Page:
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RE: ISSUE-147: playbackrate-undefined - Straw Poll for Objections *change*

From: Paul Cotton <Paul.Cotton@microsoft.com>
Date: Tue, 29 Mar 2011 14:16:54 +0000
To: Sam Ruby <rubys@intertwingly.net>, Philip Jägenstedt <philipj@opera.com>
CC: "public-html@w3.org" <public-html@w3.org>
Message-ID: <E3EACD022300B94D88613639CF4E25F81A1B90AE@TK5EX14MBXC136.redmond.corp.microsoft.com>
> I've added this proposal to the poll and changed the closing date to March 5th.

The survey actually closes on at midnight ET on April 5th:
http://www.w3.org/2002/09/wbs/40318/issue-147-objection-poll/ 

/paulc

Paul Cotton, Microsoft Canada
17 Eleanor Drive, Ottawa, Ontario K2E 6A3
Tel: (425) 705-9596 Fax: (425) 936-7329


-----Original Message-----
From: public-html-request@w3.org [mailto:public-html-request@w3.org] On Behalf Of Sam Ruby
Sent: Tuesday, March 29, 2011 9:06 AM
To: Philip Jägenstedt
Cc: public-html@w3.org
Subject: Re: ISSUE-147: playbackrate-undefined - Straw Poll for Objections *change*

Thanks!

I've added this proposal to the poll and changed the closing date to March 5th.

- Sam Ruby

On 03/29/2011 05:23 AM, Philip Jägenstedt wrote:
> On Mon, 28 Mar 2011 22:57:47 +0200, Sam Ruby <rubys@intertwingly.net>
> wrote:
>
>> On 03/28/2011 08:00 AM, Sam Ruby wrote:
>>>
>>> If something is produced in the next 36 hours I would support adding 
>>> it to the existing survey and extending the closure date by a 
>>> corresponding amount of time.
>>
>> The 3 co-chairs met and agreed that if a new proposal comes in by 
>> 11:59pm PDT on the 29th, we will evaluate the proposal and if we find 
>> it acceptable we will add it to the existing survey. If we do so, we 
>> will also change the closing date from April 4th to somewhere around 
>> April 7th, depending on how long it takes for us to evaluate the 
>> proposal.
>
> Thanks, here it is:
>
> Summary: Consider inability to play at a given playback rate a 
> hardware limitation and don't expose it via a dedicated API
>
> Rationale:
>
> In general, a user agent cannot know if it's possible to play at any 
> given rate without actually trying it, as it depends on the 
> size/bitrate of the video and available CPU, memory and other hardware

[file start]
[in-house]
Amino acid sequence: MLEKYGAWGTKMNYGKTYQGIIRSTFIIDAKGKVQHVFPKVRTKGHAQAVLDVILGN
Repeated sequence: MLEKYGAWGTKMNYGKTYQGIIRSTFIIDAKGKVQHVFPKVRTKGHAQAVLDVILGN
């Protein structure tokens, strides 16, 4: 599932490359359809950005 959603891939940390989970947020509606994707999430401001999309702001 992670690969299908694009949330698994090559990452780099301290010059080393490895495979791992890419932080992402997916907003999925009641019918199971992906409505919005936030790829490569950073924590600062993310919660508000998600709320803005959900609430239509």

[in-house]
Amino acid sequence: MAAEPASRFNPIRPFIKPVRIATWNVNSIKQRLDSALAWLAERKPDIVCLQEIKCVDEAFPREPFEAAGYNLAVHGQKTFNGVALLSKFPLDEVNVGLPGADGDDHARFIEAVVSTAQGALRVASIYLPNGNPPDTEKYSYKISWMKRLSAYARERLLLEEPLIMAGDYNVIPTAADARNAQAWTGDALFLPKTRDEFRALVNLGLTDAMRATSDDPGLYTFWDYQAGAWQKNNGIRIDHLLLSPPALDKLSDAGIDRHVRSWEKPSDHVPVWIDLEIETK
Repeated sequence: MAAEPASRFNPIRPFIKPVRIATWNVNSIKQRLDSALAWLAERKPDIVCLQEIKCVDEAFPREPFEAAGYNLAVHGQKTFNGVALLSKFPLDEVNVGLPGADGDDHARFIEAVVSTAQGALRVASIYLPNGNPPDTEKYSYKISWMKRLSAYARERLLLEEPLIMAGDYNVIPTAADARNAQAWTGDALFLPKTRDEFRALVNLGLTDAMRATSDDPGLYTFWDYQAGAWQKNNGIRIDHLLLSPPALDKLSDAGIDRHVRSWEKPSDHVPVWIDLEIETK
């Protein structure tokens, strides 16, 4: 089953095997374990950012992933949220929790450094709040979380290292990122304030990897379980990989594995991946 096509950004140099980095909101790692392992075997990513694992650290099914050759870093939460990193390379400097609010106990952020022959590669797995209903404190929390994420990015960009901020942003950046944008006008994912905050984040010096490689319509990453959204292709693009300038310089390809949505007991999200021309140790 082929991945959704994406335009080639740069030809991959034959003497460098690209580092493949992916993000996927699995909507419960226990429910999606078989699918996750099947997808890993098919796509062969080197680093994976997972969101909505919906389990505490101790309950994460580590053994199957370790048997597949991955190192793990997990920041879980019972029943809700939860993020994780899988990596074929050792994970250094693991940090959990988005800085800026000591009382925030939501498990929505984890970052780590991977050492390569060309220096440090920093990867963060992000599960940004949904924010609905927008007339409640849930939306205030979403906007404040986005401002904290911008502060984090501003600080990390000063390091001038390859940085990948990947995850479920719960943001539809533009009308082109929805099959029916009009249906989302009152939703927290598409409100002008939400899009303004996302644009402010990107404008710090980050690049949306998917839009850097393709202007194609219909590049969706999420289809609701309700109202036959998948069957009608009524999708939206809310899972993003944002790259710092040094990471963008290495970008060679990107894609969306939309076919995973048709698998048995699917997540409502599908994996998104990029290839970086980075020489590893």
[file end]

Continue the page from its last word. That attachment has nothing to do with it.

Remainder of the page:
> resources, all of which can change at any time. Consequently, the 
> actual playback rate must be exposed asynchronously some time after playbackRate was changed.
> As it happens, the raw metric for determining the actual playback rate 
> is already available: currentTime. Working with it is not trivial, but 
> entirely possible. Unless web authors request a simpler API and have 
> strong use cases for it, we should accept this status quo.
>
> Both Frank Oliver's [1] and Silvia Pfeiffer's [2] change proposals 
> claims as a positive effect that "Script can reliably detect when an 
> unsupported playbackRate has been requested." Yet, neither suggested 
> API would allow scripts to detect the situation in a way that enables 
> meaningful use cases. In particular, neither would allow the 
> fast-forward button in a scripted UI to be dimmed or removed, as it's 
> only possible to detect after the fact that playing at particular rate 
> is not supported. At best, the fast-forward button would be 
> dimmed/removed after the first time it's used, which has not been 
> requested and seems like an obviously flawed UI.
>
> An API that would be useful for scripts would have to expose the 
> available playback rates synchronously and without trying to change 
> the playback rate. Since it is not possible to expose this information 
> in general, simply not adding an API for it is the only reasonable conclusion.
>
> Details:
>
> The behavior when the user agent can't play at the requested rate is 
> already quite well defined:
>
> * playbackRate and defaultPlaybackRate reflect whatever value was set.
>
> * currentTime changes at a rate as close to playbackRate as possible.
>
> To clarify the situation for authors, note in "Playing the media 
> resource" or "Best practices for authors using media elements" that 
> scripts must not assume that setting playbackRate to x causes 
> currentTime to advance smoothly at exactly x, as hardware, software or 
> format limitations may cause video frames to be dropped, audio to be 
> choppy or muted.
>
> Positive effects:
>
> * User agents are encouraged to support arbitrary playback rates 
> rather than advertise their inability to do so.
>
> * Web authors are encouraged to make their video players degrade 
> gracefully if the exact requested playback rate isn't possible to achieve.
>
> * No premature spec change without understanding the use cases.
>
> Negative effects:
>
> * IE9 has to change.
>
> [1] http://lists.w3.org/Archives/Public/public-html/2011Feb/0113.html

> [2] http://lists.w3.org/Archives/Public/public-html/2011Mar/0357.html

>



Received on Tuesday, 29 March 2011 14:17:27 UTC

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